Nelson Mandela, the revered former president of South Africa, has been in a Pretoria hospital for 10 days, his fourth hospitalization since December. His health is reportedly improving:
One of Mandela’s daughters, Zenani Dlamini, gave what appeared to be the most positive update yet on his situation as she looked at well-wishers’ cards hanging outside the hospital.
“He’s doing very well,” she told reporters without giving any more details . . .
The leader of South Africa’s anti-apartheid movement, Mandela spent 27 years in prison during white racist rule. He is vulnerable to respiratory problems since contracting tuberculosis during his long imprisonment. The bulk of that period was spent on Robben Island off the coast of Cape Town where Mandela and other prisoners toiled in a dusty stone quarry.
South Africa’s current president also said over the weekend that Mandela was getting better:
President Jacob Zuma said Mandela remains in serious condition but that over the last two days his doctors have said that the improvements in his health have been sustained.
Zuma said Mandela “continues to engage with family,” according to the prepared text of a speech released by the president’s office. Family members are visiting Mandela daily.
One aspect of Mandela’s legacy as a lifelong opponent of the apartheid government was visible over the weekend as a black athlete made his debut on the South African national rugby team, the Springboks:
The team has selected black players before and has long moved past the all-white squads of the apartheid years, but the story of Siya Kolisi resonates in its own way . . .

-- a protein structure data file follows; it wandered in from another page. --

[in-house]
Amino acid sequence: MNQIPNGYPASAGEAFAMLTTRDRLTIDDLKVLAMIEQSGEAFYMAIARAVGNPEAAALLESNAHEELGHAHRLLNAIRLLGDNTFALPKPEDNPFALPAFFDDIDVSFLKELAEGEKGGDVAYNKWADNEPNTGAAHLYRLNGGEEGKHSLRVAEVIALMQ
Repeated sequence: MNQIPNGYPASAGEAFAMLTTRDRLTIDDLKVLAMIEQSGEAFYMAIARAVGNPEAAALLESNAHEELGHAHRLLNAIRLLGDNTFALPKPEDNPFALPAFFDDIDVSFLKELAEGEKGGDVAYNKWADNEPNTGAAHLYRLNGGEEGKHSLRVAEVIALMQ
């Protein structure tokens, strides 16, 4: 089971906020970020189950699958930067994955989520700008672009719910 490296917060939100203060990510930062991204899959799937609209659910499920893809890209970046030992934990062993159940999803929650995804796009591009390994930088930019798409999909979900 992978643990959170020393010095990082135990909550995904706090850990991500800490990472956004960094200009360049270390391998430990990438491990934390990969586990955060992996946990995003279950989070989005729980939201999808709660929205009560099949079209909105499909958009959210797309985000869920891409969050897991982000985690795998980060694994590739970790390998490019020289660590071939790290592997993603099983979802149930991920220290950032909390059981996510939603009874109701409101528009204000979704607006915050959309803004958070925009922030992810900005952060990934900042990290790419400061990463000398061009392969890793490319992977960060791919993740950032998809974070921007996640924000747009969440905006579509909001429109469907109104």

Kolisi is from the Zwide township in Port Elizabeth, Eastern Cape province, the kind of poor region Mandela wanted South African rugby to reach. Kolisi embodied the hope that the Springboks would reinvent themselves as a team that celebrated South Africa’s diversity and no longer contributed to its divisions.
“It’ll be a special day tomorrow for Siya. I think it’s a great story. I think it’s a great success story,” South Africa captain Jean de Villiers said Friday. “I think it is South Africa in a nutshell, hey? Someone that didn’t have the opportunities that maybe I had growing up.”
Kolisi and De Villiers represent something Mandela hoped for from the Springboks when he famously embraced the team at the 1995 Rugby World Cup. But their paths to this point couldn’t have been more different. Kolisi fought to be recognized playing in Zwide, a rugby backwater, while De Villiers attended Stellenbosch University, one of South Africa’s most famous rugby academies.
Zolani Mkiva, the singer who accompanied Mandela for many years, spoke to the Associated Press in Johannesburg about his memories of the former president:
“People came to know me as Nelson Mandela’s poet laureate because I had travelled with him throughout the country, the length and breadth of the country, singing his praises. Telling the people who he is, from a cultural perspective,” said Mkiva.
Praise singing is a tradition in many African countries, a way of paying tribute to people through verse and music. The art — known locally as ukubonga — has been passed down through the generations in his own family . . .
Mkiva says despite Mandela being a world-revered statesman, he has remained very humble — and used to even make jokes at his own expense. Mandela is also a very good storyteller, Mkiva said.
“He has a way of putting a story to you. And you, sort of, feel that this story happened when you were there,” he said.
And Mkiva has warm words for Mandela as he battles a recurring lung infection in a Pretoria hospital.
“But even if he’s going for a check-up, people are always suspicious that maybe something is wrong,” he said. “We believe that he is a great fighter. He will fight all the struggles and he always come out as a victor.”
For past coverage of Mandela’s illness, continue reading here.